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Remember names - give yourself a networking advantage

Eilidh Milnes

How to Remember Someone's Name


In most cases, a person's name is the single most important word to in his/her vocabulary. An Eilidhism says,  "Hearing your name is like honey on the ears."

Names are intimately tied to identity, culture and heritage. How you deal with a stranger's name can have a profound effect on that person's impression of you. Think of how special you felt, when someone you admired and respected addressed you by your name; conversely recall a time when you felt belittled when someone called you by the wrong name, or maliciously made fun of your name.

Here are two simple tips to help you remember names. There are reputable professional sources such as Forbe,s which have written about this topic, so I'm not claiming that my tips are new. However, such experts are often targeting their advice to business, giving tips on how to socially network, schmooze, or otherwise impress people at work. I have written in this context previously. Read more. By way of contrast, I'm writing based upon my own experience.

You'll have to make hundreds perhaps thousands of introductions to strangers throughout your lifetime. (hermits excluded) Like taxes and death, personal introductions simply cannot be avoided, so it's wise to remember the most crucial bit of information - the other person's name.

Unfortunately, many of us totally forget the other person's name as soon as the introduction is over. Here's a typical scenario:

"Hi, I'm Marie"
You respond by saying your name: "Nice to meet you, Marie -  I'm Ernest"

A split-second later, you forget  her name because your mind is pre-occupied thinking about the next thing you're going to say, or too focused on listening to Marie. Likewise, Marie has totally forgotten your name for the same reasons.

The conversation might proceed for a few minutes, and then by the time you and Marie part company, neither of you can remember each others name, and you're probably too embarrassed to ask for it again.
I'm much more conscientious about remembering names nowadays. If you don't make an active effort to remember someone's name the first time he/she tells it to you, then it's really difficult for you to get another chance to do so. Let's do a re-run:

"Hi, I'm Marie"

As soon as you hear her name, start repeating Marie in your head loudly a few times - MARIE, MARIE,  MARIE. If you want to practice saying it out loud a few times, ask her about her name. "Marie, that's spelled M-A-R-I-E?"  or "How do you spell that?" The purpose of these questions is to simply get you and Marie to repeat her name a few times to help you to remember. This step should only take a few seconds at most, or else it can start feeling awkward. After all it could be Maria and you have mis-heard her.

Now introduce yourself: "Nice to meet you, Marie. I'm Ernest."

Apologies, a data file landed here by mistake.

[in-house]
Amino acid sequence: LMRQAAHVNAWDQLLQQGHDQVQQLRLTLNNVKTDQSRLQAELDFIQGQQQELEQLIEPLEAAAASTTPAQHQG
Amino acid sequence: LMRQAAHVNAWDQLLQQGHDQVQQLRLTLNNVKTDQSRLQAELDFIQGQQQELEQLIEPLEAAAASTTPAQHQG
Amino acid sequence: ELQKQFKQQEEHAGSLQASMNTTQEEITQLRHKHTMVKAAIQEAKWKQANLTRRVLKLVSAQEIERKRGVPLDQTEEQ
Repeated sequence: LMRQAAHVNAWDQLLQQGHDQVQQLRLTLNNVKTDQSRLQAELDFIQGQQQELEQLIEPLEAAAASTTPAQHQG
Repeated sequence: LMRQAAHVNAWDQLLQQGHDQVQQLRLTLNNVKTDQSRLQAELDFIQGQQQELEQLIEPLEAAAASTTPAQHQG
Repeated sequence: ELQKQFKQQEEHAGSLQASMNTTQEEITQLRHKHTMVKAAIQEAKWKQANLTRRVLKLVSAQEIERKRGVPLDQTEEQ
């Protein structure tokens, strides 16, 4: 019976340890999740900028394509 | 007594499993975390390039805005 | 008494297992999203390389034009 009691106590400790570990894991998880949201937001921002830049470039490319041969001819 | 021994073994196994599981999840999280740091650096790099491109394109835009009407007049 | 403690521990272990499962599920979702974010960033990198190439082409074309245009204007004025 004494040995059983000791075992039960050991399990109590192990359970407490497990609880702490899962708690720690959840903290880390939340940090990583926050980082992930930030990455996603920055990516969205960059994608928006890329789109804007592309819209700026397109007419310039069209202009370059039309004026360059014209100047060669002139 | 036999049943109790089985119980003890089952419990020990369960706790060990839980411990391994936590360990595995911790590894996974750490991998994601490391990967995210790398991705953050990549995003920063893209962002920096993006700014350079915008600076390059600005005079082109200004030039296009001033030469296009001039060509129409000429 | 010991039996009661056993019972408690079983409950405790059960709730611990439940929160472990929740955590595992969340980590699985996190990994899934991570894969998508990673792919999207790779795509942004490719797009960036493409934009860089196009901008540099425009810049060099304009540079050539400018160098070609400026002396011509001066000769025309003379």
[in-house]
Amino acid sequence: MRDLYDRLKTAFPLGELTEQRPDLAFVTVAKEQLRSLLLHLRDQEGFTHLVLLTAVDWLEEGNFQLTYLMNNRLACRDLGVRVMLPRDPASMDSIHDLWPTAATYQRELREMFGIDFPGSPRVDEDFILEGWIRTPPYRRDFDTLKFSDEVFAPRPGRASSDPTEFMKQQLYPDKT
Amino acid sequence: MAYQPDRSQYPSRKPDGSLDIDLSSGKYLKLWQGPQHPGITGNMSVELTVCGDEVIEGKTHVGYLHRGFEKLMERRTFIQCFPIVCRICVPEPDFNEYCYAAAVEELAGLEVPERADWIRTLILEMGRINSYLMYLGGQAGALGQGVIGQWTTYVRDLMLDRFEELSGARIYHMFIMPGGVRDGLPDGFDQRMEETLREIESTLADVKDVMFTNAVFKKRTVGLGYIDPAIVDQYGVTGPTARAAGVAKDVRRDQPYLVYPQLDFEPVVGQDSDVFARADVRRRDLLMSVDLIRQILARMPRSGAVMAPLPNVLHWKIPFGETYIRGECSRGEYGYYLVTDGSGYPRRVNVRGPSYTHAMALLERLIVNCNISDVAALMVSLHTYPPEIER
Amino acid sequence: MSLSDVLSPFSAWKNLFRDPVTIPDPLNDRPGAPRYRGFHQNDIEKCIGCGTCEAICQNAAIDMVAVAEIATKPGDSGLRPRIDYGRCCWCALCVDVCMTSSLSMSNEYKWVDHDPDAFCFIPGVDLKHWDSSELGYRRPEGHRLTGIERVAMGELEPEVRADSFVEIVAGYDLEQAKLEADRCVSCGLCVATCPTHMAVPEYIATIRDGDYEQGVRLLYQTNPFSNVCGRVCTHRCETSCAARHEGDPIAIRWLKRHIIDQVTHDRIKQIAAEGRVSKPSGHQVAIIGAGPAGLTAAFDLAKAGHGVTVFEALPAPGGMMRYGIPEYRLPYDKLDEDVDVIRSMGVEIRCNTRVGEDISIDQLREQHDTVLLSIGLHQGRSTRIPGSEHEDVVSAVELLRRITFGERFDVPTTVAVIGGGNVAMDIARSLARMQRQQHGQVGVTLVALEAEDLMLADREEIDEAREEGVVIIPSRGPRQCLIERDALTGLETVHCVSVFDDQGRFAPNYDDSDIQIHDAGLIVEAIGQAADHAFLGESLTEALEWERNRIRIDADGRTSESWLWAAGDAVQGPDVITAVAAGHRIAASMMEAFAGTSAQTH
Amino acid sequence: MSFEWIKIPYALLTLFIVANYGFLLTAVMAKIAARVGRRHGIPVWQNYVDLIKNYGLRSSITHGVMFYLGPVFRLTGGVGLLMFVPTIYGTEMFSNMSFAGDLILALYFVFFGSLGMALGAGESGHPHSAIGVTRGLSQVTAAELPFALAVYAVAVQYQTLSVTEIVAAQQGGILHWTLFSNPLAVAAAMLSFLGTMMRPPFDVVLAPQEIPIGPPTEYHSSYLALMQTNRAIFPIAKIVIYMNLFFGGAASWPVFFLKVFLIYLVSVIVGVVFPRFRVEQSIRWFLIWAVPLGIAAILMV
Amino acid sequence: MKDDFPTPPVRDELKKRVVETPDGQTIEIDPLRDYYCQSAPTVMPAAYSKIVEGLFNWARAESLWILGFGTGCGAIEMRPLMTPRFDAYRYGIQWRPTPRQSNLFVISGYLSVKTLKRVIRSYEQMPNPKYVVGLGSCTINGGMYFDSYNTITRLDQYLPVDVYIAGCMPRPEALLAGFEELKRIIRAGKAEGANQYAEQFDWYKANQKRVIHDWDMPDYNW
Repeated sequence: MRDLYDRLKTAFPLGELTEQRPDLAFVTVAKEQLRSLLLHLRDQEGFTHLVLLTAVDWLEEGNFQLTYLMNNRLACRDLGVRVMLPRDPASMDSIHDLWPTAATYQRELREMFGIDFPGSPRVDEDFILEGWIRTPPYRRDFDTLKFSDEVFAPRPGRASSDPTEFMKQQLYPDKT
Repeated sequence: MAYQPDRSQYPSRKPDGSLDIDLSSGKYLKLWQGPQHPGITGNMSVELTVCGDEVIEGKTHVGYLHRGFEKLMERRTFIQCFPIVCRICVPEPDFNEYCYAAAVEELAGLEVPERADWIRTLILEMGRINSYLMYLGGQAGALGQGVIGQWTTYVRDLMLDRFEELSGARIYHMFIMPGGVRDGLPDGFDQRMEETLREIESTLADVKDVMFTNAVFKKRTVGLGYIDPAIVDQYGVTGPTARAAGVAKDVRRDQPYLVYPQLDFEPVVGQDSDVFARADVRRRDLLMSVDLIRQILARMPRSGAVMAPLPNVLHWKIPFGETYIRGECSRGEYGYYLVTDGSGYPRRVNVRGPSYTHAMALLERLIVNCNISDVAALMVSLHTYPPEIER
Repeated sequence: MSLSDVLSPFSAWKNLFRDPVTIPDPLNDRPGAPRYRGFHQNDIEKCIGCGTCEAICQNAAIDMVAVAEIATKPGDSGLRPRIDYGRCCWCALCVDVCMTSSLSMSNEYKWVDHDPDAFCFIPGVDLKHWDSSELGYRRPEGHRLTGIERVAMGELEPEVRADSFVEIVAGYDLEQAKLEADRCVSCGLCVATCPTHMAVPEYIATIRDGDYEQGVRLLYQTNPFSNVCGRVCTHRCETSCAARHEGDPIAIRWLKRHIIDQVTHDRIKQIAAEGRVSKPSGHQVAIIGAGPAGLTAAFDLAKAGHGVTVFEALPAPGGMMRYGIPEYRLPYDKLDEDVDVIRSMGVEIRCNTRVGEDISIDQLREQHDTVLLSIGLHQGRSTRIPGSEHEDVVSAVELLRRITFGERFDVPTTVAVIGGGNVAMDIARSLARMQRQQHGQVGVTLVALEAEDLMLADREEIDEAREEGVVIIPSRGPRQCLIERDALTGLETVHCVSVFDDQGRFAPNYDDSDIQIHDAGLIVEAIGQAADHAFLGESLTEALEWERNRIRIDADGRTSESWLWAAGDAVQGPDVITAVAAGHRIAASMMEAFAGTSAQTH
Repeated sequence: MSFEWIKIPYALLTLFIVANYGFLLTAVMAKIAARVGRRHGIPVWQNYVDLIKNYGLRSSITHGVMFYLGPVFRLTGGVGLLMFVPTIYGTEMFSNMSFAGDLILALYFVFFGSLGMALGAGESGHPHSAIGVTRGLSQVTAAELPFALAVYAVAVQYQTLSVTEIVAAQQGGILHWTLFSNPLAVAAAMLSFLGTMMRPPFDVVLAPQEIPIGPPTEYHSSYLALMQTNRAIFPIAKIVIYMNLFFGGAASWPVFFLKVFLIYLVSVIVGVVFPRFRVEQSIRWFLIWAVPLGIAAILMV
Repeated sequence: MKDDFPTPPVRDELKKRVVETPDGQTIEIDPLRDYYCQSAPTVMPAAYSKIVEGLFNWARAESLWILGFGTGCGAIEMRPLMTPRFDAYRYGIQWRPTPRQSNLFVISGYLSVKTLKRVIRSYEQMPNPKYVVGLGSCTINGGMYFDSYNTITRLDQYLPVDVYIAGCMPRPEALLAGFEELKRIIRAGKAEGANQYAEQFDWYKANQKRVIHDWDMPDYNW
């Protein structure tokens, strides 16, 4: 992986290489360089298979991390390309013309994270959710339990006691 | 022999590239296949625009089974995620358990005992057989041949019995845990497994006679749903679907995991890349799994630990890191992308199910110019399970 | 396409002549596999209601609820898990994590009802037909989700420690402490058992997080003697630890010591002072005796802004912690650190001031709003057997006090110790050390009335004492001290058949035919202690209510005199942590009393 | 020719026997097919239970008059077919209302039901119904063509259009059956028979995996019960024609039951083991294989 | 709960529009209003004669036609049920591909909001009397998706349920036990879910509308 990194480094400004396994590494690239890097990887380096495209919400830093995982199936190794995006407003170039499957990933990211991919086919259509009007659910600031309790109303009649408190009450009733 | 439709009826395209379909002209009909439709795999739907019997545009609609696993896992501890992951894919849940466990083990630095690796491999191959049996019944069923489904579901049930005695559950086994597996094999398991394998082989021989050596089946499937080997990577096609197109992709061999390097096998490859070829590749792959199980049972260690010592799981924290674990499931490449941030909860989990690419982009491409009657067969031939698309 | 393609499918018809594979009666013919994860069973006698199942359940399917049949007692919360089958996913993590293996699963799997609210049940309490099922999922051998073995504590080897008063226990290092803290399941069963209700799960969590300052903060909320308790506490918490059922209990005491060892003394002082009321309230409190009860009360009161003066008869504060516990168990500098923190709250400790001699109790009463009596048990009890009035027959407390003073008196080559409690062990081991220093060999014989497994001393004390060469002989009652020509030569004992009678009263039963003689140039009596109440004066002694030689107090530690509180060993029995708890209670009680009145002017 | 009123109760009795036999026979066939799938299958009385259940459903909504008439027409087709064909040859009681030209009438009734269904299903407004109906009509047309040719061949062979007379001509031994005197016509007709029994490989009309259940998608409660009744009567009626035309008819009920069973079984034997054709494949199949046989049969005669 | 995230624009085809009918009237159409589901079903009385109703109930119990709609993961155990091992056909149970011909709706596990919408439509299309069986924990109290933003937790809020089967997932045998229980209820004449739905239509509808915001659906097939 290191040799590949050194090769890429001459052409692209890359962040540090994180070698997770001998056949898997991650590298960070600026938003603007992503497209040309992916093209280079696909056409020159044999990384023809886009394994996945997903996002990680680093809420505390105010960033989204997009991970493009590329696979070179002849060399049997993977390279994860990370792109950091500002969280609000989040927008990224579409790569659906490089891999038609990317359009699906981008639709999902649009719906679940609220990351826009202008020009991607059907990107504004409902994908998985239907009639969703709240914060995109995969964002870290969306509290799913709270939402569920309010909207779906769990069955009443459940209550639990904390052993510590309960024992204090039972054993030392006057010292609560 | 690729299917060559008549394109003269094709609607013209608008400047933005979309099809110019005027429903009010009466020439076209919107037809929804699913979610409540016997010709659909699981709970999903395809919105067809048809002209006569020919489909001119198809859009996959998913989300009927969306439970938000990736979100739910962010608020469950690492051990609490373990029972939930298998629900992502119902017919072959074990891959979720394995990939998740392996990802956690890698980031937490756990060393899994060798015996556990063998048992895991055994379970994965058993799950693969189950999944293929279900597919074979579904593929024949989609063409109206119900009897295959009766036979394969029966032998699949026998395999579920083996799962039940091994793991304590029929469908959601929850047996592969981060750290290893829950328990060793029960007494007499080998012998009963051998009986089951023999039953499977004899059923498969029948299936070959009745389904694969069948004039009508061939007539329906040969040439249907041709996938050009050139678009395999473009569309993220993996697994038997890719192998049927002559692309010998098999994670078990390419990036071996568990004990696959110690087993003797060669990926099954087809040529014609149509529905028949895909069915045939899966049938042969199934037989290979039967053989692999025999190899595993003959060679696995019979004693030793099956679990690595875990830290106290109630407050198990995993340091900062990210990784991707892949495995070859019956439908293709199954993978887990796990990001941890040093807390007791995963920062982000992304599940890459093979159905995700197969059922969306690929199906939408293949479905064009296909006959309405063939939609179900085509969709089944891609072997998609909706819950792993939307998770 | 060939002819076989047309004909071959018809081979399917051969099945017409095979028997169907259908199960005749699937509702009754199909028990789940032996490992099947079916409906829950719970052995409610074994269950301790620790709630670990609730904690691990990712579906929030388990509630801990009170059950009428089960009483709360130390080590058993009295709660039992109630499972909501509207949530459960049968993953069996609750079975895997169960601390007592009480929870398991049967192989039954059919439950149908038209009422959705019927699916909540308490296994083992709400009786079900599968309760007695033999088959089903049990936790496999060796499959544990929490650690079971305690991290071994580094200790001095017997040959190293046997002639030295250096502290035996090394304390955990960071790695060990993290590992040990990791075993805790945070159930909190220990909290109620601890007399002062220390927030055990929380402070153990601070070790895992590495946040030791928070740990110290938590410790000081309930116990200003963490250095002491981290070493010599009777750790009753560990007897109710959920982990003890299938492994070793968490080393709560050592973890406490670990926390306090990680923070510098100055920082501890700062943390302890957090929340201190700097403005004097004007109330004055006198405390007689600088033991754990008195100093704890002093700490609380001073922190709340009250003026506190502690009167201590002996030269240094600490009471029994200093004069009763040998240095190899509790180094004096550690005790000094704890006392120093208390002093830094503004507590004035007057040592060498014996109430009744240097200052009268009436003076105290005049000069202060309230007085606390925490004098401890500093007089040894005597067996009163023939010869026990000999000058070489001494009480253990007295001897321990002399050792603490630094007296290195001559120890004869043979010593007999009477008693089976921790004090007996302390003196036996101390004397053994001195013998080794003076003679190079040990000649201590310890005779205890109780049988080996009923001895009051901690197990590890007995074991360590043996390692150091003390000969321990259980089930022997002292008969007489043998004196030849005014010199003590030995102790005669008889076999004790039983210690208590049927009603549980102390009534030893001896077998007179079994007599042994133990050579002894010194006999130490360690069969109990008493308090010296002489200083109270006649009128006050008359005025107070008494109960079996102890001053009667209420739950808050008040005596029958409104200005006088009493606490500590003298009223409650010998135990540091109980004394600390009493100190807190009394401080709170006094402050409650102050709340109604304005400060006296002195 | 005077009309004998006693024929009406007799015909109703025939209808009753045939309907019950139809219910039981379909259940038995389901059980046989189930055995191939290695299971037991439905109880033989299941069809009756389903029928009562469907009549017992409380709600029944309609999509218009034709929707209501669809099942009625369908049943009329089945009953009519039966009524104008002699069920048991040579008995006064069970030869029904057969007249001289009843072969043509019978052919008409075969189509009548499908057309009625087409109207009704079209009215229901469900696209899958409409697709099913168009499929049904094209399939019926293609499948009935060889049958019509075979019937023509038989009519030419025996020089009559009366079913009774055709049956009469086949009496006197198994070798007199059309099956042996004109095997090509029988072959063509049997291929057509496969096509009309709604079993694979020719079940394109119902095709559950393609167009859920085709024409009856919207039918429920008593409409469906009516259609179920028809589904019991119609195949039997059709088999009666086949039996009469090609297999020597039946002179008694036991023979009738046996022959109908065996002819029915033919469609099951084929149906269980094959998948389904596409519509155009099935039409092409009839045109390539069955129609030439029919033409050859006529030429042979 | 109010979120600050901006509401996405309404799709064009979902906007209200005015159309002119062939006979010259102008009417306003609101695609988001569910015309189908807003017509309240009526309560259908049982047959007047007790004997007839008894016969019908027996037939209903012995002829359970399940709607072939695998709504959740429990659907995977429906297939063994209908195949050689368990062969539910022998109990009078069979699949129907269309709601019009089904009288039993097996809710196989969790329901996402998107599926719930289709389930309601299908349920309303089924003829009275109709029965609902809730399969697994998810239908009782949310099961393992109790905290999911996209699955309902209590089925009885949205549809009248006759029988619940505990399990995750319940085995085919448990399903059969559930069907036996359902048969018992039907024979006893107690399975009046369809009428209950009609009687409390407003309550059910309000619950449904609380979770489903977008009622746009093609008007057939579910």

Unless you have something desperately urgent to say, let Marie talk, and as you listen to what she has to say, keep associating what she says with the name Marie. Think creatively about how you can clearly associate that name with her face. If you know someone else with the same name, try to associate that person with Marie; or if you know some clever mnemonic (memory aid) use it, no matter how absurd it might seem e.g. Marie likes tea.

When you finally part ways, mention her name to her e.g., "Great talking to you, Marie." This has the double benefit of making her feel good that you remembered her name, and also helps you reinforce her name in your head even deeper.

With practice and a genuine interest in people, you'll find that you become much better at remembering people's names.

Most people you'll meet will have conventional-sounding names, like John, Diane and Steve. However, you will inevitably meet people with unconventional, foreign-sounding, or hard-to-pronounce names. Like me, these folks are used to people forgetting or finding our names awkward, so you will make an extra good impression if you can accurately recall it. A name like Kahumbura is harder than Smith if you are not from the same culture. Believe me when people remember Eilidh, I am amazed and highly flattered! I always help them out and say it's like Ay-lee.

My main advice here is to gently ask the other person to repeat and clarify how exactly to pronounce their name: "Sorry, could you repeat how to say your name?"  People like me with unusual names are used to having to repeat or clarify our names, we don't mind, especially when we are meeting them for the first time. Forget about how to accurately spell our names. Focus on making up a phonetic spelling that's easy to remember. For a name like Evgeniya, you could think to yourself, Ev-jen-ya And when you address her again, you can ask her to repeat it, with something like "Did I pronounce it correctly? I want to get it right." At the very least, she'll appreciate that you're making an effort.

If you have a name that's difficult for others, offer help. My sister is Lawther. She introduces herself like this, "Hi I'm Lawther - that's Law-ther and it rhymes with bother."


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